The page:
Monday, 26 April 2021
An tOrd Gnó - Order of Business
I express my delight at the outcome of the Citizens' Assembly on gender equality and at the recommendations it issued on Saturday last. The breadth of the recommendations reflects how large the job to be done with regard to gender equality remains. The focus of the assembly was women and work and the recommendations are seismic. Crucially, the assembly recognised that there are no silver bullets and that single gestures are not enough.
As an example, there was an explicit acknowledgment that we will not fix the gender pay gap if we focus solely on pay transparency or lifting the minimum wage. I am conscious that my colleague, Senator Bacik, brought legislation on the issue to the House in 2018 and we are still waiting to see Government movement on that, although there is a bit more movement now. It is a very important part of trying to narrow the gender pay gap. We need all those things and to empower women and men to bargain collectively for their wages and conditions, and that was recognised by the assembly on Saturday. To me, that is an historic breakthrough in recognising and acknowledging that the State has a crucial role to play in regulating and protecting workers within the workplace, but there is a limit to what the State can do. It is an acknowledgment that workers also have to be able to push for themselves.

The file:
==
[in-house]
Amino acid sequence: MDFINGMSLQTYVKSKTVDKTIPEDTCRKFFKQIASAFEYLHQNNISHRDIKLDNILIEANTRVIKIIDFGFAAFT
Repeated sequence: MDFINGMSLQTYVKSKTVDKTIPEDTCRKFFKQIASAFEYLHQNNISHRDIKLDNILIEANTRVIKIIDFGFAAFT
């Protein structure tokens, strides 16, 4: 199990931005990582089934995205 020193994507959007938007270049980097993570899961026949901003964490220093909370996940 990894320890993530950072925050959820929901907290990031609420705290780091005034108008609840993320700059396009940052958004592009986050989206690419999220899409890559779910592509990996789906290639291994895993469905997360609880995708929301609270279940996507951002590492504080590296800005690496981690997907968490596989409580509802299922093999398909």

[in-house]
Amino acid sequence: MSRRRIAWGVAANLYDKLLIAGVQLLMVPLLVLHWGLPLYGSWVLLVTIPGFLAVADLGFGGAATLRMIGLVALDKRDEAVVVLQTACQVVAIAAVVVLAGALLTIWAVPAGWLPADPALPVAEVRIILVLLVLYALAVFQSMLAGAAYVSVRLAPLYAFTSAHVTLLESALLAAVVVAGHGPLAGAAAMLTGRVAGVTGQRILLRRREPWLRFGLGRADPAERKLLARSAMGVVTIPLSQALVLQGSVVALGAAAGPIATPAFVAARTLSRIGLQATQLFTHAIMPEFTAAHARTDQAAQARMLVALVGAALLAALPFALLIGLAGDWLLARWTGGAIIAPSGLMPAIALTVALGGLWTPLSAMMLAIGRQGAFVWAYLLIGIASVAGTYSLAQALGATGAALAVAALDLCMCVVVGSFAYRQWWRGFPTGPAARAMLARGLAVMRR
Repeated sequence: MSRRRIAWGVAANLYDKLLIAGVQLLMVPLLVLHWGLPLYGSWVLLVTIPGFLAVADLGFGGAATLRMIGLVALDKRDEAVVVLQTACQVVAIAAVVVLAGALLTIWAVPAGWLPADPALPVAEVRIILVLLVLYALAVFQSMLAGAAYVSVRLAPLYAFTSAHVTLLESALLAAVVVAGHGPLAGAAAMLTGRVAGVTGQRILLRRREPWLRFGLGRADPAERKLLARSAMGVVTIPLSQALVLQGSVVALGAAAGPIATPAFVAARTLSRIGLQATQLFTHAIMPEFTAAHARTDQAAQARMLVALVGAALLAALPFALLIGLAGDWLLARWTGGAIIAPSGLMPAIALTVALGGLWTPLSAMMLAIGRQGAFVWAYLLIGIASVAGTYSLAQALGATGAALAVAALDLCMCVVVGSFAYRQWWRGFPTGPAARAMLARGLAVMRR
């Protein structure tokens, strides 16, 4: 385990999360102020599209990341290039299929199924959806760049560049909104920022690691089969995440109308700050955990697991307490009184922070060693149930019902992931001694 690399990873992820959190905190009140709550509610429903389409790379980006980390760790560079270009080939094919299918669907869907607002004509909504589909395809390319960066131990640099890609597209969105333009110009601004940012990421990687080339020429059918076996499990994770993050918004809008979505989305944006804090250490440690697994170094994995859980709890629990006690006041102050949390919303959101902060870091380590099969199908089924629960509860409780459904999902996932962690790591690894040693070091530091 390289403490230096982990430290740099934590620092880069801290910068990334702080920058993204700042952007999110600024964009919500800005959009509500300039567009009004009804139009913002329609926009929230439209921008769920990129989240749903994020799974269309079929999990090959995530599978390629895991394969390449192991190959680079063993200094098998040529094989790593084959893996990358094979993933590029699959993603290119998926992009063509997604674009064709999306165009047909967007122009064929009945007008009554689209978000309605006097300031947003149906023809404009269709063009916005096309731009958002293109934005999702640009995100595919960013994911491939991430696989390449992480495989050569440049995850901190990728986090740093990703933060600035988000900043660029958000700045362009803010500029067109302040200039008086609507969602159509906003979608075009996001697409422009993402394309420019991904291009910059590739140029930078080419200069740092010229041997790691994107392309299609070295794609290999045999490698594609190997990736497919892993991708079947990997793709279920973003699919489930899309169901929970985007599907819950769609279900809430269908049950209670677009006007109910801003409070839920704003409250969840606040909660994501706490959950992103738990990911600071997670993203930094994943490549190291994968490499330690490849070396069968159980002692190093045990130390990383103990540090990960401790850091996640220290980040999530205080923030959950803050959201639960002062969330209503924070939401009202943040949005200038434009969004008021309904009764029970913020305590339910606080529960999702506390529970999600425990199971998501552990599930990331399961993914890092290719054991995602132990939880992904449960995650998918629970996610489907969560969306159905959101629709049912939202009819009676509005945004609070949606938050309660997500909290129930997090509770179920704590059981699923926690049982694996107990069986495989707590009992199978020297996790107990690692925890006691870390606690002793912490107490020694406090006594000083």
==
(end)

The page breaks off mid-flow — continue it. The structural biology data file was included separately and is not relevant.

There is a clear call from the Citizens' Assembly to have collective bargaining and tangible and concrete measures to try to address the gender pay gap. We call on the Government to make clear what actions it intends to carry out. It is a great credit to the National Women's Council of Ireland, the trade unions and many other groups that made submissions.The ball is now in the Government's court and we need to hear how it will implement those recommendations.